In the meantime, Arnautoff had shifted politically to the left and joined the Communist Party. While teaching art at Stanford University in the 1950s, he was investigated and interrogated by the House Un-American Activities Committee. Stanford was urged to dismiss him, which to its credit, the university did not do. After retiring, Arnautoff moved to the Soviet Union where he died in 1979.
Along with the striking murals at George Washington High School, Arnautoff completed numerous projects around San Francisco, including murals at the Palo Alto Clinic, Presidio Chapel, the library at the California School of Fine Arts and Coit Tower.
The complaints against the high school murals—produced during a period when left-wing views dominated artistic circles in San Francisco, a city that had experienced a historic general strike only two years earlier, in July 1934—are wrongheaded from every point of view.
The cost of painting over the murals will be at least $600,000, while obscuring the artwork with panels could cost up to $825,000.
Many argued at the meeting that it did not appear to be the artist’s intent to celebrate these acts of violence and subjugation, and that students needed to learn about this too-often overlooked part of this country’s history.
“These murals are not racist,” argued Jeff Powers, a member of the Socialist Workers Party. “They don’t glorify racism. They’re an artist’s interpretation of a society that is racist, and it’s important for us to study that and look at these murals.”
In one of the disputed murals, a dead Native American is shown on the ground in a scene depicting the westward expansion of US capitalism in the mid-19th century. The mural is obviously intended to shed light on the forced removal and mass destruction of the Native American population and offers a critical view that was previously often neglected or ignored in American schools.
In the second controversial mural, slaves belonging to George Washington are shown working in the fields at Mount Vernon, Washington’s estate in Virginia, and presumably being bought or sold at auction. In other words, Arnautoff’s work was hardly hagiographic. It attempted to present the contradictory reality of early American life.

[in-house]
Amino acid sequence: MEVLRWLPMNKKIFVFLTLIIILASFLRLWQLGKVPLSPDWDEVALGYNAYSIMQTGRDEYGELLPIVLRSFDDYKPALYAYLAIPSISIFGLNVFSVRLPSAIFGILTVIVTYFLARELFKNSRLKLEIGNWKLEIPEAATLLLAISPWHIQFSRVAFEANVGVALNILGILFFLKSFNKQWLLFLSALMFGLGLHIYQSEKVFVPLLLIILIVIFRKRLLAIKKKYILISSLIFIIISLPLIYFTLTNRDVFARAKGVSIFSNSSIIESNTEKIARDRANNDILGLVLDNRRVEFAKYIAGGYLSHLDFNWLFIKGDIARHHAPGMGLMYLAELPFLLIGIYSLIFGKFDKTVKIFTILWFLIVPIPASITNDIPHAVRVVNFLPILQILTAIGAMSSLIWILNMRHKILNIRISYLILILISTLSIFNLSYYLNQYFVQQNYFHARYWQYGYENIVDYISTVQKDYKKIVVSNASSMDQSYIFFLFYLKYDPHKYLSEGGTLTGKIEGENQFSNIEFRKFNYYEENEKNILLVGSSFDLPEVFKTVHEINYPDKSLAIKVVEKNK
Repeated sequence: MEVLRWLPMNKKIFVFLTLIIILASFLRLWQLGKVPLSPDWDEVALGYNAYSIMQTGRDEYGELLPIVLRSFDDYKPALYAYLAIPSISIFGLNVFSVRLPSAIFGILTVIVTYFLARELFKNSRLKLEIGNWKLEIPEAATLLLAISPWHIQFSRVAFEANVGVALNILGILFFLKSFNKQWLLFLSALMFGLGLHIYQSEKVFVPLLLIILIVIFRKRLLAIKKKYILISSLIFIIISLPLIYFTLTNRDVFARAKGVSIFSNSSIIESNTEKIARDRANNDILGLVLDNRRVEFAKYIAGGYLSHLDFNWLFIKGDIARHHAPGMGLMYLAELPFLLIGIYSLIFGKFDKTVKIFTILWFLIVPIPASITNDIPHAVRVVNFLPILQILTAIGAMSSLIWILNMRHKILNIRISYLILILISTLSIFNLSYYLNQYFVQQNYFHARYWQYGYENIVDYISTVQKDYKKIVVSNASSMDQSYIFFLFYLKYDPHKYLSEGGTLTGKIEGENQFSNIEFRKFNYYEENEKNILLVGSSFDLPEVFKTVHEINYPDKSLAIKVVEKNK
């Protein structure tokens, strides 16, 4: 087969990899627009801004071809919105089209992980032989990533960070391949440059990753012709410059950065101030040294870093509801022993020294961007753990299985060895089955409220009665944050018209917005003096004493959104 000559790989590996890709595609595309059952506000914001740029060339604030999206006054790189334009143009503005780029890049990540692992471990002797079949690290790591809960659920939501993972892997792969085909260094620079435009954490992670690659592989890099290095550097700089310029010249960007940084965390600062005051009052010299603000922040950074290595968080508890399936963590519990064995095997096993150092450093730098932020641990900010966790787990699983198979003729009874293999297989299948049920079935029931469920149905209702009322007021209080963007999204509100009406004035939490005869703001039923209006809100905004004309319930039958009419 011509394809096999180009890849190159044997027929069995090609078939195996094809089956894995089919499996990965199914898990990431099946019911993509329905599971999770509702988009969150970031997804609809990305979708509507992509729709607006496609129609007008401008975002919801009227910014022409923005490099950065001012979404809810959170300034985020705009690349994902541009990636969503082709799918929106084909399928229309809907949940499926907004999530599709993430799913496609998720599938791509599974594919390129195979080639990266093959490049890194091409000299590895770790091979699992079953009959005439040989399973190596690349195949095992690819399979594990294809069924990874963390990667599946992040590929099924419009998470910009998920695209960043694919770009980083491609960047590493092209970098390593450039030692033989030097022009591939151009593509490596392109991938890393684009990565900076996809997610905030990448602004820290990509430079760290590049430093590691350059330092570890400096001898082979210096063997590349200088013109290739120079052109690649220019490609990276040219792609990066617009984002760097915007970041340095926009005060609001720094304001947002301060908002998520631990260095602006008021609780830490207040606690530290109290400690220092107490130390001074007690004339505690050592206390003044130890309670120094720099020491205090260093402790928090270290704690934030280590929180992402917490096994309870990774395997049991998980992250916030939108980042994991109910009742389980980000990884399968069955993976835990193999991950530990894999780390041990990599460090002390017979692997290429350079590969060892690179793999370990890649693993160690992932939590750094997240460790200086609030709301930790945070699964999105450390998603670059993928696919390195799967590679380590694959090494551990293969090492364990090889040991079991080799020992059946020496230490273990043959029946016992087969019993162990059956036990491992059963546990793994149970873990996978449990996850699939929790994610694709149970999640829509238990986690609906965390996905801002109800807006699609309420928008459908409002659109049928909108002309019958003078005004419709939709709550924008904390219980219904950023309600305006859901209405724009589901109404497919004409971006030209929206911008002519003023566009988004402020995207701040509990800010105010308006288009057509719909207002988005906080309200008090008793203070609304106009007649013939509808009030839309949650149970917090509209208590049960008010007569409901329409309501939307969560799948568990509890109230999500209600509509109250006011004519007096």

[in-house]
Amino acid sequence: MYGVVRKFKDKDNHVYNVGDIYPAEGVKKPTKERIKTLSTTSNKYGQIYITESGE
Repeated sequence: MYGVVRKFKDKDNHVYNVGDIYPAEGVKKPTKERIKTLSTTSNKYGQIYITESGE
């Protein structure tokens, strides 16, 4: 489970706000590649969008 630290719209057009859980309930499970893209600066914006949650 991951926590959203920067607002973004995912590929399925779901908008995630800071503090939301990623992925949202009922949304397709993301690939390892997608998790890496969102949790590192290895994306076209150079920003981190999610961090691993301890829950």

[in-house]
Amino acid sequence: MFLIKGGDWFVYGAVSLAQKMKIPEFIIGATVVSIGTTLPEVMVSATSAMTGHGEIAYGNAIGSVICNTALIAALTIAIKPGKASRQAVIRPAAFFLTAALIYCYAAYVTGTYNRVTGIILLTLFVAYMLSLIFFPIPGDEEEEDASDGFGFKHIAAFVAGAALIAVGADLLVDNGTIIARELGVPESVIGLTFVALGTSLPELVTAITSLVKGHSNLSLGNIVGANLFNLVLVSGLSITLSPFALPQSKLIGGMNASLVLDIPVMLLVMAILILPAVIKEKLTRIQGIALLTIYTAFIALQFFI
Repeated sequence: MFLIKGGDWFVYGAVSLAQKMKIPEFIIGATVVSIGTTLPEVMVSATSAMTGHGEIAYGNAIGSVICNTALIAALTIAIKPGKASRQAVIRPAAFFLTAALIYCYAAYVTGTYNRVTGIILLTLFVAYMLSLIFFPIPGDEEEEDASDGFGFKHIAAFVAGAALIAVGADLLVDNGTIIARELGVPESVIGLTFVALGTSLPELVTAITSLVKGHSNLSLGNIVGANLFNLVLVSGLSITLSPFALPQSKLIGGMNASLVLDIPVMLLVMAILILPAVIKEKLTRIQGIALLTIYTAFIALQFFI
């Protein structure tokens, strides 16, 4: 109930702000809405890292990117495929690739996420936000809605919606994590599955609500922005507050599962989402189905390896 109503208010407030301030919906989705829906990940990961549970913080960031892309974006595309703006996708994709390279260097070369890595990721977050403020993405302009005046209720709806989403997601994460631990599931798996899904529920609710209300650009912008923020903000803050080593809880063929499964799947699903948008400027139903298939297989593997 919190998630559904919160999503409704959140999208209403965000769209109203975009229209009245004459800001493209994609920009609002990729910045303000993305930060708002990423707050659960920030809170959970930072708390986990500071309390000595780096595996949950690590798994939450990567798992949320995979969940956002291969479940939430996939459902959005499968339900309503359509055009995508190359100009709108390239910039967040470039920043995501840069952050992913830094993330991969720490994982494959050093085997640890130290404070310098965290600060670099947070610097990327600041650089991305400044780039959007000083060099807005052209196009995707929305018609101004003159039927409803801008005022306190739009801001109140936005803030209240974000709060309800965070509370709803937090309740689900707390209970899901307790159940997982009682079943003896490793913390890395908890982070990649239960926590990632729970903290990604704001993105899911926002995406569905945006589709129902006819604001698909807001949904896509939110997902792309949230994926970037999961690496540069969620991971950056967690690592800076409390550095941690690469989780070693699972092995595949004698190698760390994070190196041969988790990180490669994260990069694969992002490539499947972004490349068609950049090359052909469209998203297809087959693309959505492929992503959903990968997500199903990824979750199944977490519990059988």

Arnautoff carried out the work using the buon fresco process (also used by Rivera in his murals in Detroit and elsewhere), “painting with earth-tone pigments directly onto the building’s wet plaster before it dried,” according to the Richmond District Blog.
But those in favor of the removal pointed out that by presenting the murals without context, the school wasn’t educating the students. Instead, those unaffected by the history grew inured to the violent images, joking to “meet under the dead Indian”, while the students from the communities depicted suffered in silence.
“It’s not a matter of censorship, it’s a matter of human right: the right to learn without hostile environments,” said Paloma Flores, a member of California’s Pitt River Tribe who is also the district’s Indian education program coordinator. “Even the best intentions do harm, and one’s intent does not negate all the lived experience that we live every single day of our lives.”
OutsideLands.org reports, “Since murals have to be painted on a wet surface, Mr. Arnautoff had to follow right behind the plasterers, and a scene, once begun, had to be completed that same day, in order that the walls did not dry. Carpenters and plasterers worked all around the building, while Mr. Arnautoff was above on a scaffold.